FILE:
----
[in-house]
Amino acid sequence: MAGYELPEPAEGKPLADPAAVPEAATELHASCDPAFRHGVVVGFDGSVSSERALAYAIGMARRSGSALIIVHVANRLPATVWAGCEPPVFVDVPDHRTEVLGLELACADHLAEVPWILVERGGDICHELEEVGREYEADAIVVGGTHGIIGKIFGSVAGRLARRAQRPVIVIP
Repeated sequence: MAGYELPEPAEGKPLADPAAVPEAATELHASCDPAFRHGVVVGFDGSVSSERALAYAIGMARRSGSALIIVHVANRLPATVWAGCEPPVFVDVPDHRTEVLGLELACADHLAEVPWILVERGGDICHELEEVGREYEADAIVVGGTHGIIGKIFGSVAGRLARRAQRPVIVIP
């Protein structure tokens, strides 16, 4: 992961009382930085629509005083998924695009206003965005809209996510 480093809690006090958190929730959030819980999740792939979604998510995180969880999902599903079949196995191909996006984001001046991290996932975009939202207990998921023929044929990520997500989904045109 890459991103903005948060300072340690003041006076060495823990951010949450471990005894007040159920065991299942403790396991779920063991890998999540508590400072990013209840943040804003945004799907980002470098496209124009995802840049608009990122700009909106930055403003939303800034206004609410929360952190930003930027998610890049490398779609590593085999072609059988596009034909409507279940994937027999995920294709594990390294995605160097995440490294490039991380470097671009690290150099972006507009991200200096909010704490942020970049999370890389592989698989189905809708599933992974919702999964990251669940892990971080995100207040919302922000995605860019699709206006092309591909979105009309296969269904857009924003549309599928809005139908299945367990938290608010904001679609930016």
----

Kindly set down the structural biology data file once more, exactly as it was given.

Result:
[in-house]
Amino acid sequence: MAGYELPEPAEGKPLADPAAVPEAATELHASCDPAFRHGVVVGFDGSVSSERALAYAIGMARRSGSALIIVHVANRLPATVWAGCEPPVFVDVPDHRTEVLGLELACADHLAEVPWILVERGGDICHELEEVGREYEADAIVVGGTHGIIGKIFGSVAGRLARRAQRPVIVIP
Repeated sequence: MAGYELPEPAEGKPLADPAAVPEAATELHASCDPAFRHGVVVGFDGSVSSERALAYAIGMARRSGSALIIVHVANRLPATVWAGCEPPVFVDVPDHRTEVLGLELACADHLAEVPWILVERGGDICHELEEVGREYEADAIVVGGTHGIIGKIFGSVAGRLARRAQRPVIVIP
């Protein structure tokens, strides 16, 4: 992961009382930085629509005083998924695009206003965005809209996510 480093809690006090958190929730959030819980999740792939979604998510995180969880999902599903079949196995191909996006984001001046991290996932975009939202207990998921023929044929990520997500989904045109 890459991103903005948060300072340690003041006076060495823990951010949450471990005894007040159920065991299942403790396991779920063991890998999540508590400072990013209840943040804003945004799907980002470098496209124009995802840049608009990122700009909106930055403003939303800034206004609410929360952190930003930027998610890049490398779609590593085999072609059988596009034909409507279940994937027999995920294709594990390294995605160097995440490294490039991380470097671009690290150099972006507009991200200096909010704490942020970049999370890389592989698989189905809708599933992974919702999964990251669940892990971080995100207040919302922000995605860019699709206006092309591909979105009309296969269904857009924003549309599928809005139908299945367990938290608010904001679609930016």